New Zealand aftermath: the capabilities of gun responsibility

By Grace Lewis || Staff Writer

72 hours. It is a weird amount of time. Enough to power read through a good book or watch a few seasons of your favorite shows, if you have the energy to stay up that long. It is also enough time for the country of New Zealand to ban assault rifles and high-capacity magazines after the terrorist attacks that occurred in Christchurch which claimed the lives of 50 people on March 15th, 2019. It only took 72 hours, an amount of time that we measure in hours compared to days, or even years. The gun laws in that country changed astoundingly fast, and that — in my opinion — is how it should be. When we are faced with these senseless tragedies, one of the most important aspects is how we react. New Zealand took the measures to prevent another massacre occurring again. By doing this New Zealand has set an example for the rest of the world, but they aren’t the first ones to do so.

In 1996 in Australia, 35 people were killed in what is now known as the Port Arthur Massacre. After this occurred things radically changed; the entirety of Australia agreed to ban semi-automatic and automatic rifles and shotguns. The government created hurdles for people if they wanted to own a weapon, needing a “justifiable reason”, a thorough background check, and have to wait 28 days after purchase to finally get a hold of the weapon. This action massively reduced mass shootings as well as homicides and suicide (BBC). And while Australia is just one example, So the question is not if gun laws work, it’s the process of getting them enacted. In about a month, April 20th will mark the 20 year anniversary since the Columbine Massacre that occurred in 1999 in Colorado. The particular occurrence of Columbine shocked everyone and turned everything upside down, 15 people were dead in a place that was supposed to be a safe space of learning and support. Things like the Columbine Massacre and school shootings with so many victims didn’t happen — at least not often. The previous mass school shooting which claimed so many lives was at the University of Texas in 1966, which claimed the lives of 18 people. The time spread between these two events was huge, lulling the public into a false sense of security that these things don’t happen that often, so there was really no reason to worry. However, 110 mass shootings have occurred since Columbine (Mother Jones). The curve of mass shootings in our country’s history has been exponential. People are dying and our government isn’t doing anything about it, simply “thoughts and prayers” which in actuality will never accomplish anything.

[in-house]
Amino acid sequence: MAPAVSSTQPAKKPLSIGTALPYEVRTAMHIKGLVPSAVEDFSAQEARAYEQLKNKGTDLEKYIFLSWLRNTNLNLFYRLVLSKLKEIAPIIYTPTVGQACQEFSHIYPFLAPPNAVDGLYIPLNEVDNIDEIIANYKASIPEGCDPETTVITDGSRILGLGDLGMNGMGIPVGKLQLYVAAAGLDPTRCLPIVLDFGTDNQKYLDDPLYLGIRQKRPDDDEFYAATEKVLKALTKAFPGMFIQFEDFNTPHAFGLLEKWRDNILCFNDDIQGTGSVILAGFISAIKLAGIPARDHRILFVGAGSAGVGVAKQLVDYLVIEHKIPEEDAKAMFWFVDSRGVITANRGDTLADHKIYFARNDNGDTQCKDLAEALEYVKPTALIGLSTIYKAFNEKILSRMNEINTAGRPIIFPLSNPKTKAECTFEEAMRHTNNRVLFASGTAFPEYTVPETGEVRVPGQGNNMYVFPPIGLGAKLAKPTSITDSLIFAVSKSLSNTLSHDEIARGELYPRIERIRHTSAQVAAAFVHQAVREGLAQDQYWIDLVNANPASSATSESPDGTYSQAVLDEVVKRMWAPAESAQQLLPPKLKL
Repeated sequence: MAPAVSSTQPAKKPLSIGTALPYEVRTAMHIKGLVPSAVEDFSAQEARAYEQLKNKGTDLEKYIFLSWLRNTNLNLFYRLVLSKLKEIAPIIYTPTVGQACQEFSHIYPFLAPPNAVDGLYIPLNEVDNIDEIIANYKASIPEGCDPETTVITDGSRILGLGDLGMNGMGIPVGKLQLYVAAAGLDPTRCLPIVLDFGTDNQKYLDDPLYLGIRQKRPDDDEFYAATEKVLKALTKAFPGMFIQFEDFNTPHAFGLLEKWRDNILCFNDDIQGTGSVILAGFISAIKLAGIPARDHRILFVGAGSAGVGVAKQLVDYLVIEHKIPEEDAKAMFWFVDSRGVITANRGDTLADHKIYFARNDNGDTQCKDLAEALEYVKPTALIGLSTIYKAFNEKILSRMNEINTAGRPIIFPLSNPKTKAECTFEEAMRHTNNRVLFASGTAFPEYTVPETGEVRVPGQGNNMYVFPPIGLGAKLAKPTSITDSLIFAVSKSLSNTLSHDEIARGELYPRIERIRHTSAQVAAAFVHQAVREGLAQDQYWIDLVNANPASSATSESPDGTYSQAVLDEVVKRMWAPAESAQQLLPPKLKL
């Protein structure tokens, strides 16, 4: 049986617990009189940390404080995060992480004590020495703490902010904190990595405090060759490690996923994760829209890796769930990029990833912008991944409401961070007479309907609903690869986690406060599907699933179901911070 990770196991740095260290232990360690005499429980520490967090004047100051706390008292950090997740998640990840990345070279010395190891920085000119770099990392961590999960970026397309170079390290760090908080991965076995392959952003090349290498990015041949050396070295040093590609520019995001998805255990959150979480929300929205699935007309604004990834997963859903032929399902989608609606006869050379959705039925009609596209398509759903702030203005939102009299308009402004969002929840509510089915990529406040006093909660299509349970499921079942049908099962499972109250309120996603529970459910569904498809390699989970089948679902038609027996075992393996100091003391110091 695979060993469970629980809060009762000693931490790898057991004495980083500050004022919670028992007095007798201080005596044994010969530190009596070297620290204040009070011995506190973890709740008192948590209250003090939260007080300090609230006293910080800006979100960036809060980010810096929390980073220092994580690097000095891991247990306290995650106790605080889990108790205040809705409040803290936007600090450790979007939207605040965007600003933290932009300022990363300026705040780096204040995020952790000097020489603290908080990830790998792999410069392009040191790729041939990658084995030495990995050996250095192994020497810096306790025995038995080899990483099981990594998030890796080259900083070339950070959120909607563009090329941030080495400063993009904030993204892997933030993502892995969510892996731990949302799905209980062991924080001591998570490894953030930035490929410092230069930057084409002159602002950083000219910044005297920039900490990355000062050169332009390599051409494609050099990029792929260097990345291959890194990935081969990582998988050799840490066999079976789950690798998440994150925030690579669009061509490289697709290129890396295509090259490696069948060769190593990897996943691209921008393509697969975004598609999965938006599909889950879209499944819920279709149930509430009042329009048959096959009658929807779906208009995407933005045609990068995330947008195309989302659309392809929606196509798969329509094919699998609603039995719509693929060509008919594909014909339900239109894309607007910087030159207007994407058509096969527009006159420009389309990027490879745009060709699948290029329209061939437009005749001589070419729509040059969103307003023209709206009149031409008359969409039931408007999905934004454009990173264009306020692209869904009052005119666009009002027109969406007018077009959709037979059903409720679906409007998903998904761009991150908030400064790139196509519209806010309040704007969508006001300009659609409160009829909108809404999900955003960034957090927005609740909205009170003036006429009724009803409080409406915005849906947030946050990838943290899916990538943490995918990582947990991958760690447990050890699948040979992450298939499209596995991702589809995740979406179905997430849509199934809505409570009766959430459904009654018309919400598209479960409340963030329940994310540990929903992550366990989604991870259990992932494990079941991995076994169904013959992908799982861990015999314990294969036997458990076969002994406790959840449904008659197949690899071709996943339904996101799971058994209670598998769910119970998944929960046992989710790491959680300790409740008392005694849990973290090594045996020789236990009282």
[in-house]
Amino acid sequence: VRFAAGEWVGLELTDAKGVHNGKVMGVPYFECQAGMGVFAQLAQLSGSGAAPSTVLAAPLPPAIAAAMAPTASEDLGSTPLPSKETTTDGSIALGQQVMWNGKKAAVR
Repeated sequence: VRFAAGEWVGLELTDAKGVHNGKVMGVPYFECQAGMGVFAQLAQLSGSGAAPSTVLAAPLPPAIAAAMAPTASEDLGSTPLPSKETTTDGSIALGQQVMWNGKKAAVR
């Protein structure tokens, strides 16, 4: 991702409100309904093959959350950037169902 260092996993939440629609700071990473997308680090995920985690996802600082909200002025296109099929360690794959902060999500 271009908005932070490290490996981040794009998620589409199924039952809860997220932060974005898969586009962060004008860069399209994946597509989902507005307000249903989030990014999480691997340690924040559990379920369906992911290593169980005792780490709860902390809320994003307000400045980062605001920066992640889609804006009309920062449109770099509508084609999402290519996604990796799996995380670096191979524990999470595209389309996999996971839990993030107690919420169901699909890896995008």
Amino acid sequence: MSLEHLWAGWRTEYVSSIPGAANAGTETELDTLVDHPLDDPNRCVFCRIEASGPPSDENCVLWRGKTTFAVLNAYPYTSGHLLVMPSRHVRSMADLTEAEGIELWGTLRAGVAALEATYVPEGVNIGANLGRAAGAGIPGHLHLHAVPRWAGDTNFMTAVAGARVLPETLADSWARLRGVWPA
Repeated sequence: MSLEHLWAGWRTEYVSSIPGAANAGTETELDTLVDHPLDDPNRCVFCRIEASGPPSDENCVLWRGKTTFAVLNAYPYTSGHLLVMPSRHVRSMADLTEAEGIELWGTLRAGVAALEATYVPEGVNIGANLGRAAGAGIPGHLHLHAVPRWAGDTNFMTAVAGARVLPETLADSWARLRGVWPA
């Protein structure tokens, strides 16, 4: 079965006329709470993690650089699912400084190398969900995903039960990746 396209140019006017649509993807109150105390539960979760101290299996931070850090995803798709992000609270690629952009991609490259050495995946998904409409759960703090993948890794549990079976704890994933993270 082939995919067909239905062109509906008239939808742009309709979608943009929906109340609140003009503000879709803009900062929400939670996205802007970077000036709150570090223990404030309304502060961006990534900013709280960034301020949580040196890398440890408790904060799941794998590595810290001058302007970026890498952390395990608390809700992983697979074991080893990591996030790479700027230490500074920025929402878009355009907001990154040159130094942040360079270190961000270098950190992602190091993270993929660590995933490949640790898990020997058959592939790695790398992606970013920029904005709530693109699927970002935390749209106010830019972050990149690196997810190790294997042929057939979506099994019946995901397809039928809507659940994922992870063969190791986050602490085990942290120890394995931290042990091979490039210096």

Gun laws work, and taking the steps to prevent tragedies as New Zealand, Australia, and other countries have done stop gun violence from escalating. And while the issue of guns lies deeply within the United States’ history, the simple fact is that gun violence is rising, people are being killed, and there are things that can be done, it’s just stepping up and doing said things. The Federal Assault Weapons Ban that was enacted in 1994 by President Bill Clinton. During the time when the ban was in place, mass gun violence was down by 37% and the numbers of people dying fell 43% (The Washington Post). The ban expired in 2004 but it did provide sufficient evidence that getting rid of weapons works as saving lives. Too many people are dying, too many people are being hurt, too many people are losing their family and friends, the time for change isn’t just starting, it’s been here.

First year Grace Lewis is a Staff Writer. Her email is glewis@fandm.edu.

print

Leave a Reply